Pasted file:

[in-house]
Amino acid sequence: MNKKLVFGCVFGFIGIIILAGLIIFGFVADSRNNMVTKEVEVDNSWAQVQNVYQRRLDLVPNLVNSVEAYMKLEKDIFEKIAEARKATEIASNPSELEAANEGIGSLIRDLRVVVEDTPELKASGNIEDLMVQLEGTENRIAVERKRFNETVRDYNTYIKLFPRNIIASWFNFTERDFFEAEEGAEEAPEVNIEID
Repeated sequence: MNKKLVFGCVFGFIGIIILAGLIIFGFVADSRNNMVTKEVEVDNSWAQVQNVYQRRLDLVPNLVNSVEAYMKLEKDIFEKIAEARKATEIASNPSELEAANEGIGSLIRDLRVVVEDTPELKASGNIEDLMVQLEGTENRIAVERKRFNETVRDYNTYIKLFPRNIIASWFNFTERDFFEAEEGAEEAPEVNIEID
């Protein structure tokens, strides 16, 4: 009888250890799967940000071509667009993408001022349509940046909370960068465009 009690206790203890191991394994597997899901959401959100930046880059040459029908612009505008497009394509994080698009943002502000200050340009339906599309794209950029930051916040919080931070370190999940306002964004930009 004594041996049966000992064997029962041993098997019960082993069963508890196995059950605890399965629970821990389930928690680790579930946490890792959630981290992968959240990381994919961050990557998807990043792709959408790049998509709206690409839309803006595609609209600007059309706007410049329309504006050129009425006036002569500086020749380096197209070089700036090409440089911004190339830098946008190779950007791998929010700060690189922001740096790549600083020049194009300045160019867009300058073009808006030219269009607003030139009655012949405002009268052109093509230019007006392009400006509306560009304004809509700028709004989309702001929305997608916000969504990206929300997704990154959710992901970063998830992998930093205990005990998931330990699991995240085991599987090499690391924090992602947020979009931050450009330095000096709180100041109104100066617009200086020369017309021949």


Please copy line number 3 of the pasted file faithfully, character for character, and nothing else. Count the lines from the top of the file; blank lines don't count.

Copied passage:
Repeated sequence: MNKKLVFGCVFGFIGIIILAGLIIFGFVADSRNNMVTKEVEVDNSWAQVQNVYQRRLDLVPNLVNSVEAYMKLEKDIFEKIAEARKATEIASNPSELEAANEGIGSLIRDLRVVVEDTPELKASGNIEDLMVQLEGTENRIAVERKRFNETVRDYNTYIKLFPRNIIASWFNFTERDFFEAEEGAEEAPEVNIEID